Two separate stories about groups of school kids smoking cannabis have made the news recently. The cases highlight how widespread the problem is within the community in New Zealand and how inconsistently the punishment is dealt with by schools, time for a national strategy to deal more effectively with drug and alcohol use in schools perhaps?
In the first story, five pupils caught smoking the drug at Long Bay College, North Shore, Auckland, have been excluded:
One parent says three of the students’ parents applied to the school board of trustees to give their children a second chance. The parent says only one of the children brought the cannabis and the others used it. It was a silly mistake for the children to make but everyone deserves a second chance, the parent says. Only the child who supplied the cannabis should be excluded, he says.
He says there was a disciplinary meeting and at the moment the board said the decision was final. The board of trustees says it will consider the appeals lodged by the parents.
The North Shore Times understands the children involved were 15-year-olds and were caught smoking cannabis off school grounds…”
In the second story another group of five students, all under the age of 16, was also caught smoking cannabis, yet only one of them was excluded from school. Not only does it sends out mixed messages about drug use but it also says that some regions of the country are more tolerant of it than others:
One of five Napier Boys’ High School students disciplined for smoking marijuana has been excluded, after the group was caught with cannabis at school last week.
The group, all aged under 16, were day students at the school.
The returning four would face a number of strict conditions including random drug testing.
Principal Ross Brown said incidents like this “upset everybody” within the school and wider community.
“I think schools are the litmus test for the community and unfortunately, we inherit its problems including incidents such as these,” he said.
“It takes a village to raise a child and unfortunately in this case the village has let them down.”
Disciplinary decisions of this nature were dealt with by the school’s Board of Trustees which had five new members when the incident occurred.
“I was pleased with how the new group handled the situation, they coped well.”
When a student is excluded they are made to leave the school but an effort is made to find another to take them.
“We’re working with people now to find something.”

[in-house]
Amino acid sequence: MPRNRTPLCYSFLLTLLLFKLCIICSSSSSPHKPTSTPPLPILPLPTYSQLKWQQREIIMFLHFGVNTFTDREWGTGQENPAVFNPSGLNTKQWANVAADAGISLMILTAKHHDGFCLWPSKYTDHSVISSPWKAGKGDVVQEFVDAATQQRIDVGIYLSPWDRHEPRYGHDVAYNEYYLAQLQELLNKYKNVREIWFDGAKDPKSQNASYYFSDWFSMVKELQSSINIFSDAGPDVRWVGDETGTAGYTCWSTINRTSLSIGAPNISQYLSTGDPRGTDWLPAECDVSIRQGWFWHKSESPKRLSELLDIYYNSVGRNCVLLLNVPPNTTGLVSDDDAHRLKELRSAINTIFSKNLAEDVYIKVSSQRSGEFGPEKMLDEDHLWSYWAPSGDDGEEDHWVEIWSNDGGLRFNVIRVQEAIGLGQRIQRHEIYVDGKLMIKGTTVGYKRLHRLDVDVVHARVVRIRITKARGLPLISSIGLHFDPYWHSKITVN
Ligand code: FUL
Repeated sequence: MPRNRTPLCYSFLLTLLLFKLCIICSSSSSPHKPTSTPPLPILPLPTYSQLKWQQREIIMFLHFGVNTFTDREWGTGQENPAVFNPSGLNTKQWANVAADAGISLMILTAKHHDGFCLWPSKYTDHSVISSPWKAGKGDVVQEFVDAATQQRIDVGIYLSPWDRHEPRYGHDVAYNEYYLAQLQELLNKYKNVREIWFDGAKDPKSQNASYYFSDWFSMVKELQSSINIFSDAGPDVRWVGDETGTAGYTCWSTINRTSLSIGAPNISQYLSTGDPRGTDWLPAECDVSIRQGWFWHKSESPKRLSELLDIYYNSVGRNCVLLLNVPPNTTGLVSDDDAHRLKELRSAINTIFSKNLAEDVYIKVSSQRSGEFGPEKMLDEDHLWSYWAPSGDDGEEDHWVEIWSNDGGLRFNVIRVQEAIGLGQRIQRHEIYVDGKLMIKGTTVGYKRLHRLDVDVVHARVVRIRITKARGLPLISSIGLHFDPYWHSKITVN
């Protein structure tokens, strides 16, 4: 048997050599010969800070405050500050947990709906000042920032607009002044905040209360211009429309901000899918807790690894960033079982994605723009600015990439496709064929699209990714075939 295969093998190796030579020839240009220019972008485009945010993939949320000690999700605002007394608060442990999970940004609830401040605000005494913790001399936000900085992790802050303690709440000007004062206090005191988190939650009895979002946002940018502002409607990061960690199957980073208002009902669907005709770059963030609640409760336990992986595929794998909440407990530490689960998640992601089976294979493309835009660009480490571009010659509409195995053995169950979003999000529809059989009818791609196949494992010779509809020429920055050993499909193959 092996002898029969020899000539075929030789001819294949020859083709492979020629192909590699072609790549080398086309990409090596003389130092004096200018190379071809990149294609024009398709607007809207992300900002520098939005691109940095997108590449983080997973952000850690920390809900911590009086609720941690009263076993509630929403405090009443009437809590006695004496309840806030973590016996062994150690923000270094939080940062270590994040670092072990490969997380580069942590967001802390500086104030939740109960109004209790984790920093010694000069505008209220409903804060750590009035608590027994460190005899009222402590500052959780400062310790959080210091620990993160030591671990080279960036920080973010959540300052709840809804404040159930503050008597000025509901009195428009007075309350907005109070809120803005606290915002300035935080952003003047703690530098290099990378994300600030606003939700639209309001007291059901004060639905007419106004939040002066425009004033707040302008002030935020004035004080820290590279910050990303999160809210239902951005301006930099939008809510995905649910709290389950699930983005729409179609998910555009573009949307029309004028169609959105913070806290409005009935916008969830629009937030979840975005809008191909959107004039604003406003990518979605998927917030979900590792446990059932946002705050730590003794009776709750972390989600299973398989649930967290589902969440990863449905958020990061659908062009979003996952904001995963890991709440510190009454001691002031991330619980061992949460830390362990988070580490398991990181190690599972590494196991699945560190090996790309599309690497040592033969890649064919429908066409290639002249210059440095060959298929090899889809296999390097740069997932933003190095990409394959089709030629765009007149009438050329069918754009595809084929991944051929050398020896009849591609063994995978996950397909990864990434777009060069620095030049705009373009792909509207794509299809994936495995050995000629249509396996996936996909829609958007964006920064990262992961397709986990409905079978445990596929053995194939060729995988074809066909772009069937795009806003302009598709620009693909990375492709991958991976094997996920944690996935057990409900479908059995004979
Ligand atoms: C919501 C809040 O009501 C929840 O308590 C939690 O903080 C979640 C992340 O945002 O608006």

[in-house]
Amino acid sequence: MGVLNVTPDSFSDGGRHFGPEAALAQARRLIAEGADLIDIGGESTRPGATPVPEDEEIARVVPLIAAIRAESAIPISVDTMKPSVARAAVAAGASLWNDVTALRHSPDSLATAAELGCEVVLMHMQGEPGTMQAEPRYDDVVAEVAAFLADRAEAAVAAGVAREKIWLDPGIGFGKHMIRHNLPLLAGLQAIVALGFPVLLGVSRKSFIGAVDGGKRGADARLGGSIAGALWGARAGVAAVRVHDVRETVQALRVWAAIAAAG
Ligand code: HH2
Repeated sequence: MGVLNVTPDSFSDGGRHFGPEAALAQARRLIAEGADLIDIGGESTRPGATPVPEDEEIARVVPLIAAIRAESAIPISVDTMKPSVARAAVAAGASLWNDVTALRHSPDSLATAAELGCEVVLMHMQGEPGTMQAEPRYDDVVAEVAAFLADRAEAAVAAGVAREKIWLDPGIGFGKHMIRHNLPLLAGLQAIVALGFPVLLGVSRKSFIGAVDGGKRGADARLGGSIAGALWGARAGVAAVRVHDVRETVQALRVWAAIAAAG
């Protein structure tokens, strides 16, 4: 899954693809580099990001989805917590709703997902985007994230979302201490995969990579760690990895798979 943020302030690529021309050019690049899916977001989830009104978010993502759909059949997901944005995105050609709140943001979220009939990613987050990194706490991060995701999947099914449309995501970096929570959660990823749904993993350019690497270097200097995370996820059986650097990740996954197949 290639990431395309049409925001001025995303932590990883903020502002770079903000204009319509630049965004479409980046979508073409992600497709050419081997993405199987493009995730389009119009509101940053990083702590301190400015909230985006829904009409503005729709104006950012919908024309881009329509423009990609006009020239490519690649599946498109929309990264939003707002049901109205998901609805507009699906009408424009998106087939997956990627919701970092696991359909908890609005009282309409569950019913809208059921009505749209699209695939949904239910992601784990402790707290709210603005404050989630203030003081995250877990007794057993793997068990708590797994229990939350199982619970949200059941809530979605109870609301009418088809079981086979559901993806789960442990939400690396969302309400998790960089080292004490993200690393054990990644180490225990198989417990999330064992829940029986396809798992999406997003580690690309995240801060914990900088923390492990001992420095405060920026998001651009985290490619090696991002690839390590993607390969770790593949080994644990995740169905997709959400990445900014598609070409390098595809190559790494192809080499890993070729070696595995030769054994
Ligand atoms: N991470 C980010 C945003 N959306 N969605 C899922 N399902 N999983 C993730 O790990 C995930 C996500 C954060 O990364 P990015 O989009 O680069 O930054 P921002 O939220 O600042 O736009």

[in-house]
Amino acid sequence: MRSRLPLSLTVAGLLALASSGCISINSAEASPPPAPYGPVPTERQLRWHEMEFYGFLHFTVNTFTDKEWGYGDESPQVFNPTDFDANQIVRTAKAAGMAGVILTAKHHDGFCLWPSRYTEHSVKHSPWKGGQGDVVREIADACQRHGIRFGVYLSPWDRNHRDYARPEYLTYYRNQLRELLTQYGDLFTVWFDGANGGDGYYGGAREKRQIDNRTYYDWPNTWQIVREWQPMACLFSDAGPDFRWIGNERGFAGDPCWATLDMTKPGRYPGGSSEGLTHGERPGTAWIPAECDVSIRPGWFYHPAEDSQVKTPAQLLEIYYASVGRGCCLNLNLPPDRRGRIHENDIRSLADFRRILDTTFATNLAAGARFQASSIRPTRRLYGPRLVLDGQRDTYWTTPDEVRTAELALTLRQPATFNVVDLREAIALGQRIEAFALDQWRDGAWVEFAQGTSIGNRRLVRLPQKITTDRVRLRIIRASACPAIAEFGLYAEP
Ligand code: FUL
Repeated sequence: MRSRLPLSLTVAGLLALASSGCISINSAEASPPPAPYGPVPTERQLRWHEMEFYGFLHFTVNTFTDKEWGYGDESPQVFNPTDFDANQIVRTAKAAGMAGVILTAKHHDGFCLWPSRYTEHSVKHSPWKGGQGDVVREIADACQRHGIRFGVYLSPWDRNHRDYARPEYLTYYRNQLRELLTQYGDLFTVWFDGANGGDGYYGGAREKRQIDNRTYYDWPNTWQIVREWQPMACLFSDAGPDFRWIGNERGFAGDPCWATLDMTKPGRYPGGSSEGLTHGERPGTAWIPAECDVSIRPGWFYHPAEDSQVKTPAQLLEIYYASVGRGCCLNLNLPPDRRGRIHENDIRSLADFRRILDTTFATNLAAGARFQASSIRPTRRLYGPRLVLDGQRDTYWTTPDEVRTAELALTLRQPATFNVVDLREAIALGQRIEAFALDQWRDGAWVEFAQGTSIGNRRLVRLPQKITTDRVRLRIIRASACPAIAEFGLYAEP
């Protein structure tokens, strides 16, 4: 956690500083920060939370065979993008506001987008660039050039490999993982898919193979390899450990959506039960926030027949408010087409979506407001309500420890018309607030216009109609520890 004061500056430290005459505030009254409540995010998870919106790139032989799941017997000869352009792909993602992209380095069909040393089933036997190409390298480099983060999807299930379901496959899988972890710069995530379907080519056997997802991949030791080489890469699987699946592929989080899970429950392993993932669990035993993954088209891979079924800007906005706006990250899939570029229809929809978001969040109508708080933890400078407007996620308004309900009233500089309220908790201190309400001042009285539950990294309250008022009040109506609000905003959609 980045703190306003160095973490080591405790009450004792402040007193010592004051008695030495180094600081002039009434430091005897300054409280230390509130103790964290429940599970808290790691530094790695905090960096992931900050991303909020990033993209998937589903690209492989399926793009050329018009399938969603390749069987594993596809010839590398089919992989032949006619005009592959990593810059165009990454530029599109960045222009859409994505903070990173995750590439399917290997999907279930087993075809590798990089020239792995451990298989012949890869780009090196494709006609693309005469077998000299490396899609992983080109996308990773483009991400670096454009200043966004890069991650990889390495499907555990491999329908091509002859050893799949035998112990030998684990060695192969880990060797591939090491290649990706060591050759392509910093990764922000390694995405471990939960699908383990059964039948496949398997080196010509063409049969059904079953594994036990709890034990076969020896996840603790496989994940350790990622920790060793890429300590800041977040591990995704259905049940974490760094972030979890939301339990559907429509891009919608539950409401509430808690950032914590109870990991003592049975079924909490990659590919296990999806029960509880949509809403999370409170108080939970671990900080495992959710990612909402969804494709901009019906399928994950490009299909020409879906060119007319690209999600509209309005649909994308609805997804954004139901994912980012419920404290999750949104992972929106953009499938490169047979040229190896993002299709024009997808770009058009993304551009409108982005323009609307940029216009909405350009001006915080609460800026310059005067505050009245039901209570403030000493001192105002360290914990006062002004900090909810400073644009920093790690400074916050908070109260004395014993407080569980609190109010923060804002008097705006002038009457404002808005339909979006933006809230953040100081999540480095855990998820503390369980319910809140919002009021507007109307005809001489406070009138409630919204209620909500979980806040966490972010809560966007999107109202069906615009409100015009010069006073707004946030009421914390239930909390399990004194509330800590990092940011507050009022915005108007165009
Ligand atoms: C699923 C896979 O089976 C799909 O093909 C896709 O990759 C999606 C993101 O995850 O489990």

A student under the age of 16 can only be excluded from a school, not expelled.”
Our regular readers will know that it’s not just the high schools that are a “litmus test” for communities riddled with drug problems, the primary schools are afflicted too. However, primary kids there are treated a lot more leniently.
We’re off the opinion that it’s not just the “villages” that are letting down kids, the schools are as much to blame. Perhaps if they stamped-out this problem at primary level it wouldn’t have extended into the high schools? Perhaps if the same rules were applied evenly across the country some areas may even start to clean up their acts?
In November 2009 we wrote this blog piece : Drugs Battle Fought on School Playgrounds:
Today’s Dom Post is highlighting the alarming rates of drug abuse in young people, with children as young as 12 being caught with drugs in school playgrounds. The Post reports that
“last year, schools stood down 1184 pupils for drugs, suspended 815, and expelled 30. Education Ministry statistics dating back to 2006 show rates of standdowns and expulsions for drugs have increased but suspensions have decreased.
Police used drug sniffer dogs in 12 schools in Greater Wellington in the past eight months in an attempt to halt the trend.
One Wairarapa school, which police would not name, has flushed out eight pupils in the past three months with drugs on them at school.“
In September we commented on reports that children as young as six were taking drugs to school, some defended themselves by saying they were for “show and tell” but it’s likely that many of the children were being used by their parents to deliver and collect drugs.
In June 2008 police told TVNZ that children taking and dealing drugs in school wasn’t a “new issue” after 5 nine year old boys were caught smoking cannabis at Owhata primary school in Rotorua and that this sort of thing had been going on for 20 years.
At around the same time a quantity of cannabis was seized at Longford Intermediate school in Gore, and Westlake Boys School in Auckland asked 12 students to leave after a dealing ring was uncovered.
Then in July of this year 10 students from Lindisfarne College, Hastings were expelled and another seven suspended after another cannabis dealing ring was busted.
NZ police say that most cannabis tinnie houses were selling-points for methamphetamine as well and that drugs and crime are well linked:
“Cannabis and meth come hand in hand now and there is a real link between drugs, stolen property, firearms and gangs.”
Kaitaia Kids’ drunken night of rampage / cannabis and the lost generation: ” you just have to look around to see the effects of the generational abuse of marijuana and other drugs around our area.Dilapidated homes, no one caring enough to do anything, the kids roaming around with no parents who give a damn, generations of welfare recipients, crime at all levels, car accidents, general apathy relating to just about everything.”
Armed robbery and drugs, 80% or more smoke weed in Gisborne… “a look at what the residents of Gisborne think about their town’s drug problem and the effects it’s having on their once pleasant community. It may come a surprise to anyone thinking about emigrating to the town ‘looking for a better quality of life’ to find out that New Zealand has these issues and how widespread the problem is..”